Green Flag: managed by Keep Britain Tidy Group and with dedicated officers, the only significant organization that network nationally (and now internationally) with local authorities and parks professionals. There are over 1,800 Green Flag Parks and despite current downward trends, the numbers of GF parks are increasing. However, a number of key local authorities have significantly reduced their number of applications and in a number of instances, ceased altogether. Why is this?
The Parks Alliance: a small organisation who lobby government and promote the importance of parks nationwide, made up of individuals who are passionate and advocate the importance of parks, particularly via social media.
Regional Parks Forums: Across the country, there are a small number of green space or parks forums, and include ParksHerts, the West Midlands Parks Forum, Birmingham Open Spaces Society, Bristol Parks Forum, and the London Parks and Open Spaces Forum. Each of these represent regional interests and are made up of local authority officers and arrange local workshops, networking events, sharing of information and are provide local support networks.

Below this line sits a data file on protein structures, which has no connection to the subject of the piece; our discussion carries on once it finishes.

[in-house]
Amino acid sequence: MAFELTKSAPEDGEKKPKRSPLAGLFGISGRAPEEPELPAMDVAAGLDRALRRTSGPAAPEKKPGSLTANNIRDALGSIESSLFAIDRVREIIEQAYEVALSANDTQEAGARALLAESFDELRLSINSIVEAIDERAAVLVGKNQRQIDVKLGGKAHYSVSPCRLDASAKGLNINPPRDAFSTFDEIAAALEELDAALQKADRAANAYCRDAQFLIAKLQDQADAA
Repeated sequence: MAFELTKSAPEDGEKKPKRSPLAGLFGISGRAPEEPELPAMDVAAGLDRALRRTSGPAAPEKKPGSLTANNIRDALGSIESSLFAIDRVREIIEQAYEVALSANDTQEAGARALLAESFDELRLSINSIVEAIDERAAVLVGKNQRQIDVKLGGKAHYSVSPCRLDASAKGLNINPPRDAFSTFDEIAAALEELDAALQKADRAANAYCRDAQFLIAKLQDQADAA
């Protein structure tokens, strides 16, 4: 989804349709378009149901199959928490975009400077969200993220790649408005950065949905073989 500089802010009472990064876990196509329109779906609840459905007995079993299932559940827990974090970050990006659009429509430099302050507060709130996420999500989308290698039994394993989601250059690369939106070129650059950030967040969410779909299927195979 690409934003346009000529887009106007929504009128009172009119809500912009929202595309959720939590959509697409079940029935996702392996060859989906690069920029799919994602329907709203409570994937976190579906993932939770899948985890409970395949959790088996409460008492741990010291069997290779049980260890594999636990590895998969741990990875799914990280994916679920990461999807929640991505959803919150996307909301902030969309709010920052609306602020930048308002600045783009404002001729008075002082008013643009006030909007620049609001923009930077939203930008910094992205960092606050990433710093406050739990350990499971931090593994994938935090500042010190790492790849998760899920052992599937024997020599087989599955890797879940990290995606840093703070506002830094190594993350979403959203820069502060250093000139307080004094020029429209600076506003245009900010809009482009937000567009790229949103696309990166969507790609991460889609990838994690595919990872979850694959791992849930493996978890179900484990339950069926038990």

GreenSpace Scotland: As Scotland’s parks and green space charity, they have been influential in shaping a supportive policy context for green space and promoting good practice on green space delivery in Scotland. Now a social enterprise, they are an exemplar organisation in promoting the benefits of green space, developing policy and supporting the sector.
The Gardens Trust: The Gardens Trust is the only UK national charity dedicated to protecting and conserving our heritage of designed landscapes. They campaign on their behalf, undertake research and conservation work, and encourage public appreciation and involvement. Through the national network of County and Country Garden Trusts, they have access to people and local expertise throughout the country. The Gardens Trust is also a membership organisation which relies on members and donors to support their work. Increasingly, they are becoming more involved in parks issues where there are specific interests related to landscape design and heritage.